I haven't studied electric guitar building. It's been all nylon acoustic; basically flamenco and classical, and this has come from actually building guitars and growing to notice these differences over a period of time rather than book learning.

There are some decent science books on tone production but this builder can't understand them. I come from times when no books in English were available to explain most of this phenomena.

But for some reason tone has been the most important facet of my building career, otherwise I have no real desire just to build guitars as a guitar maker; more like as a player who has a need for better tone in a guitar.

This still seems to be my interest even though, currently, I can't play worth a darn, except for thumb work and ligado, which could possibly fool someone who doesn't play :-)

I'm currently working on the fingerboard to install the frets, and once the frets are installed, it's back to playing the guitar in and seeing what direction I go for more fine tuning.

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Tom Blackshear Guitar maker
  REPORT THIS POST AS INAPPROPRIATE |  Date May 13 2014 10:18:20
 
Ruphus

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RE: FINE TUNING A GUITAR (in reply to Tom Blackshear

Even just on a basic level of consideration it appears plausible already that any give or take of mass on a resonating structure should matter.

Denying that would be like your average electrician who will not understand the special measures taken to provide reliable and clean current for sensible operations like in audio studios. That while an amateur could already understand how easily current can be spoiled or earthing rendered useless without special and intelligent prevention during layout of studio circuits.

I know, this wasn´t the best example. The more as it is more challenging than the understanding of mass relevance to resonating structures. But it came to mind spontaneously ( as once I was surprised to see that common education for electricians will not suffice / not cover the demands for adequate studio layout).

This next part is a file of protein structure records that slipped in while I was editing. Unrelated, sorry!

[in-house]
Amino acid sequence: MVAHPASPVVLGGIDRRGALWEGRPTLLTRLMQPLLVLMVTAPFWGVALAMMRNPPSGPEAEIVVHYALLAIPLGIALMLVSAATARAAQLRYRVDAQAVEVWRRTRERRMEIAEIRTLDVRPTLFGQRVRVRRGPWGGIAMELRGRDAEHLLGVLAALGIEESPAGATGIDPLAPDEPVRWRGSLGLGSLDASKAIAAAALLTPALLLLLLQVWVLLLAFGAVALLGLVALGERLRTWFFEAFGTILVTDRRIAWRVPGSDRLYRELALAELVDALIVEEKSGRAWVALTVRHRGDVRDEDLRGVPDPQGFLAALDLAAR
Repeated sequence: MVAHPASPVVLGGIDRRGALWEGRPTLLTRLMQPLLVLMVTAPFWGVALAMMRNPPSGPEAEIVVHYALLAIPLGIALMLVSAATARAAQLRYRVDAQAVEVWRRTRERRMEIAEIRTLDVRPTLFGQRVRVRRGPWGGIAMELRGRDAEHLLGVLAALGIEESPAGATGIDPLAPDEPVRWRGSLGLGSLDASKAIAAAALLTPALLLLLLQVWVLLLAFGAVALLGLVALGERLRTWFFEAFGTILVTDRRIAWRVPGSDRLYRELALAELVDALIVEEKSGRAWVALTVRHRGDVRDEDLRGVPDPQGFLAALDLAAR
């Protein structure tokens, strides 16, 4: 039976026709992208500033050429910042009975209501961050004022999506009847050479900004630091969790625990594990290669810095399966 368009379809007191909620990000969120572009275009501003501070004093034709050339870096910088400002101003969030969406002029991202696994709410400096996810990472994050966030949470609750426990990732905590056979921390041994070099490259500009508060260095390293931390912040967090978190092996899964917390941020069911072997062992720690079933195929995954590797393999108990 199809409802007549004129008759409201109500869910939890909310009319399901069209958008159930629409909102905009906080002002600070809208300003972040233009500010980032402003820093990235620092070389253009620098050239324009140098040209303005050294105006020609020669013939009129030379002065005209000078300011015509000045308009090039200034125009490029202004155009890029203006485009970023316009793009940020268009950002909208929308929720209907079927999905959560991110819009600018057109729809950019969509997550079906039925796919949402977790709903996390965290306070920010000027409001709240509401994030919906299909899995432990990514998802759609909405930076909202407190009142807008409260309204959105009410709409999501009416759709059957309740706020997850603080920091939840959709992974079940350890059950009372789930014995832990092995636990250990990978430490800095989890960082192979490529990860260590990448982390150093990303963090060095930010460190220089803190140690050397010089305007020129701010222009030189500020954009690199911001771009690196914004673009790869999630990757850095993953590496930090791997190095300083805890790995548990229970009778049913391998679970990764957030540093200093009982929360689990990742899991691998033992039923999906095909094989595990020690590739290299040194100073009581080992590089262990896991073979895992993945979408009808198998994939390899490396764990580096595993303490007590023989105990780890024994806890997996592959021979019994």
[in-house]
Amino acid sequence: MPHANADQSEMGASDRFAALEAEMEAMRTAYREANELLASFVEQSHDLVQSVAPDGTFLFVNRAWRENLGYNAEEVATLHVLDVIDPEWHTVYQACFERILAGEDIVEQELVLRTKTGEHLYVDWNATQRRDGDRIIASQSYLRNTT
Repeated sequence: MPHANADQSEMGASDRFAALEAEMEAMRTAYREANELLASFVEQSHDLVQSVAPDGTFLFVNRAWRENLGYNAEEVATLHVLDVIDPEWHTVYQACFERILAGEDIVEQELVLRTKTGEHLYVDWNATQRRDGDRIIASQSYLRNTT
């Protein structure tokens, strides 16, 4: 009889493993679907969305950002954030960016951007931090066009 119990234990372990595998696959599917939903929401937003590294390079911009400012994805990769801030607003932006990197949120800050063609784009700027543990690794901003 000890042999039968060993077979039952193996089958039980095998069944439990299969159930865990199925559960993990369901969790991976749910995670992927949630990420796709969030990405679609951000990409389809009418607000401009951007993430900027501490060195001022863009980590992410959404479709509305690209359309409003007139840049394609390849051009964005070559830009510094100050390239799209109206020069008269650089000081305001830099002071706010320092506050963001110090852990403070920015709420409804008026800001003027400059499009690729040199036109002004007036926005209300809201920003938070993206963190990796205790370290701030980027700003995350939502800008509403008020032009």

-


Having said that, I would like to express my respect for some of you guys in the US who manage to parallel and even surpass colleagues that have passed regular and thorough education in the corresponding subject. ( Like German luthiers*, or probably many others in central Europe. - * Say, that educated bonehead who almost blow-dried my vintage guitar to death.)

Be it you, fellows, who are participating here with their very remarkable guitar shops, or the bunch of people who are manufacturing finest of recording gear.
- Admittedly, many of them learned their trade in the US Army, but I think it must have taken their passion and deep understanding of the general matter in the first place to advance into the special realms like of high end audio gear.

... Guess that was a plea for nation-wide talent supports from early on.

Ruphus
  REPORT THIS POST AS INAPPROPRIATE |  Date May 13 2014 12:29:58
 
Tom Blackshear

 

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RE: FINE TUNING A GUITAR (in reply to Ruphus

quote:

Even just on a basic level of consideration it appears plausible already that any give or take of mass on a resonating structure should matter.


This is true as I've found with the harmonic bars going across the top on either end of the sound-hole.

The bar with no relief on its end gives the guitar a stiffer feel, almost like a Barbero. When I follow the regular design with a scallop on each end, it gives the sound a sweeter edge in the treble.

I'll try and record the guitar tonight to show the stiffness in sound, but nothing has been done to fine-tune the voice yet. This won't completely happen until the guitar is finished with shellac and a tap plate is installed.

But I'll keep showing the interim as I go.

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Tom Blackshear Guitar maker
  REPORT THIS POST AS INAPPROPRIATE |  Date May 14 2014 15:10:44
 
estebanana

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RE: FINE TUNING A GUITAR (in reply to Escribano

quote:

quote:

The whole "tone filtering" in regards to neck shape/woods bolt on vs. neck thru etc. is always debated in the electric world but haven't heard it discussed much in the classical/flamenco realm. Interesting to hear.


Definitely notice differences depending upon the density of wood in an electric guitar. Different body shapes, types of wood, pickups and the electronics introduce a heap of variables.



There's an art to putting together good electric guitars because all the factors and parts do add up and the maker has to understand how each component and structure effects sound.

The electric guitar is much more than bread board with strings...

And there are makers besides Tom who have made studies on how the neck mass effects the way the classical/flamenco guitar works. Although it is difficult to reach a point where this makes sense, you have to actually carve several necks and feel them before an after to get a feel for it. And even Cedro used for the neck can have slight density-mass and strength differences that make it hard come out with same result over and over unless you have the luxury of selecting wood with the same strength -density properties. I don't have that luxury.